Mitt Romney could’ve really used this Netflix documentary about him in 2012

December 18, 2013

Mittbot. That's what dismissive opponents of Mitt Romney called the Republican presidential candidate as he toured the country in 2012. From afar, Romney was viewed as a polished statesman — but up close, the man rarely lived up to his carefully crafted persona. He could be stiff and awkward in person.

If Romney had released a video like this, perhaps things would've turned out differently.

For six years, Romney was trailed by a single documentary filmmaker named Greg Whiteley. Whiteley's now turned his footage into a film, and it's being released as "Mitt" on Netflix Jan. 24.

In the opening moments of the just-released trailer, Romney is hardly recognizable — he's exhausted, crushed from his loss on election night. You almost think it's an actor. But it's not.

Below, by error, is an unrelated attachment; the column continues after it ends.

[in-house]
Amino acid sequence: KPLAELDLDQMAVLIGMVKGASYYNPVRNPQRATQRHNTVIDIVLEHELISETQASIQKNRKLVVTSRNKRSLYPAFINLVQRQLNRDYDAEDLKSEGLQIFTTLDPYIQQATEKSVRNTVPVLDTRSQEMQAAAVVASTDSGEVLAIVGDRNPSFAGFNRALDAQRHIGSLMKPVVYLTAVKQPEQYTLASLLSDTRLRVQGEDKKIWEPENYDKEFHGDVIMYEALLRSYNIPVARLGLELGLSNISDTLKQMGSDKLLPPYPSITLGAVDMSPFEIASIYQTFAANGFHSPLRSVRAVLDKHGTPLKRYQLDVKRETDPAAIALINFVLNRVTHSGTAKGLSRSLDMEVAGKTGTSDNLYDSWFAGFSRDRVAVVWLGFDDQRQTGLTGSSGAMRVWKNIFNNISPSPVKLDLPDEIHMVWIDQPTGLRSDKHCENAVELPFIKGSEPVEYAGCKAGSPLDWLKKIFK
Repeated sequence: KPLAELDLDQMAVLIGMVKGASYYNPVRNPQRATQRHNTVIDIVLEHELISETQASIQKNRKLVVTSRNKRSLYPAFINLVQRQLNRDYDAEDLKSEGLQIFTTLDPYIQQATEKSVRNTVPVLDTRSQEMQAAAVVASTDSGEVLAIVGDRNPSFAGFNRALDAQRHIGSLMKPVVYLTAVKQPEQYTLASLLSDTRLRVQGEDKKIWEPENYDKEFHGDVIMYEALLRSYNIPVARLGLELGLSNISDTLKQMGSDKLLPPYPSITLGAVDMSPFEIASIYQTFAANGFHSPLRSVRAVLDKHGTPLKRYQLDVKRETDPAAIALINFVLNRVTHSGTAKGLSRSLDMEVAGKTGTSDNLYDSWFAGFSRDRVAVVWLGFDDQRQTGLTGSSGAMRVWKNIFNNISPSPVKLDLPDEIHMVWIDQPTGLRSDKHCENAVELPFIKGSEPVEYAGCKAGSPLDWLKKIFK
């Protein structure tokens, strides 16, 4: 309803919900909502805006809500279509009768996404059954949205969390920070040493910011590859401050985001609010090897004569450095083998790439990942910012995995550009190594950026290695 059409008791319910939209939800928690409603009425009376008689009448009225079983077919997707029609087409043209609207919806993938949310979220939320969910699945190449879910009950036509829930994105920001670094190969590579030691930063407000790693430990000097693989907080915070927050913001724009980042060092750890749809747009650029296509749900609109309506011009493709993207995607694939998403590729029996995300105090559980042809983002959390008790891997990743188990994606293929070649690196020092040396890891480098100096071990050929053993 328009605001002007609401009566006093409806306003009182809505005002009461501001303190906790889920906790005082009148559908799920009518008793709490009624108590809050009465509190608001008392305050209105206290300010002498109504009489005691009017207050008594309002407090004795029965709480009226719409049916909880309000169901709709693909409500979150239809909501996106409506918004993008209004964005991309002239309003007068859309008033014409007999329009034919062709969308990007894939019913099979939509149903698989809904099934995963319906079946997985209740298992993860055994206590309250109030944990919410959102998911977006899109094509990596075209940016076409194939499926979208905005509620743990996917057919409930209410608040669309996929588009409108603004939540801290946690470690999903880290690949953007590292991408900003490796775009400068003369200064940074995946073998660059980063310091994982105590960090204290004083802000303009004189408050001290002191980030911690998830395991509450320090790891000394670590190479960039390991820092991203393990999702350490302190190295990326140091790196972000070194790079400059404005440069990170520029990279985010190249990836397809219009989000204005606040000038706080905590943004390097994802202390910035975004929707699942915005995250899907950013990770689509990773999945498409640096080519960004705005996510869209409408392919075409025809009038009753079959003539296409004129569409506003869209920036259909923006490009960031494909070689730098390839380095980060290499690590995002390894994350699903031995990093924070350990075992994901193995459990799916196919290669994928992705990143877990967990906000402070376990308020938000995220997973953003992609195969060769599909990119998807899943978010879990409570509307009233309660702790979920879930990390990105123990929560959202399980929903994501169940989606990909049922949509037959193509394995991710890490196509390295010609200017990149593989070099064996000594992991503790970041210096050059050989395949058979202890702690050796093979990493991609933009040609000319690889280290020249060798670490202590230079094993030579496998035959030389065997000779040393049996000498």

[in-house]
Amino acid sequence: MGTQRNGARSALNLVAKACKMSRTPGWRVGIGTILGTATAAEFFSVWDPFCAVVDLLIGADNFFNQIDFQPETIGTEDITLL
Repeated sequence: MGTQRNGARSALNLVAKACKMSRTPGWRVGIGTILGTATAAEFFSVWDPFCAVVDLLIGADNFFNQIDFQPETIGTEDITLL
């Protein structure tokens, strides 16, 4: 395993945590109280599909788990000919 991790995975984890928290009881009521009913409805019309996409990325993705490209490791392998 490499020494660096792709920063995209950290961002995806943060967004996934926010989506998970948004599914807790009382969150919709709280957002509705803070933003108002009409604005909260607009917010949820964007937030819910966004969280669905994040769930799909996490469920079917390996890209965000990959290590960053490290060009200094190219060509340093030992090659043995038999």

From there, the trailer paints a touching portrait of a man whose least presidential moments are the most memorable ones. Romney snuggled in a blanket under the seats on his campaign bus. Romney ironing his shirt cuffs — while wearing the shirt. Romney playing in the snow. Romney on his iPhone, the signature white Apple earbuds tucked in. His insecurities. His little victories. They're all on display.

In 138 seconds, Whiteley's trailer somehow manages to make Romney more of a real person than all the stumping he did.

Brian Fung covers technology for The Washington Post, focusing on telecom, broadband and digital politics. Before joining the Post, he was the technology correspondent for National Journal and an associate editor at the Atlantic.
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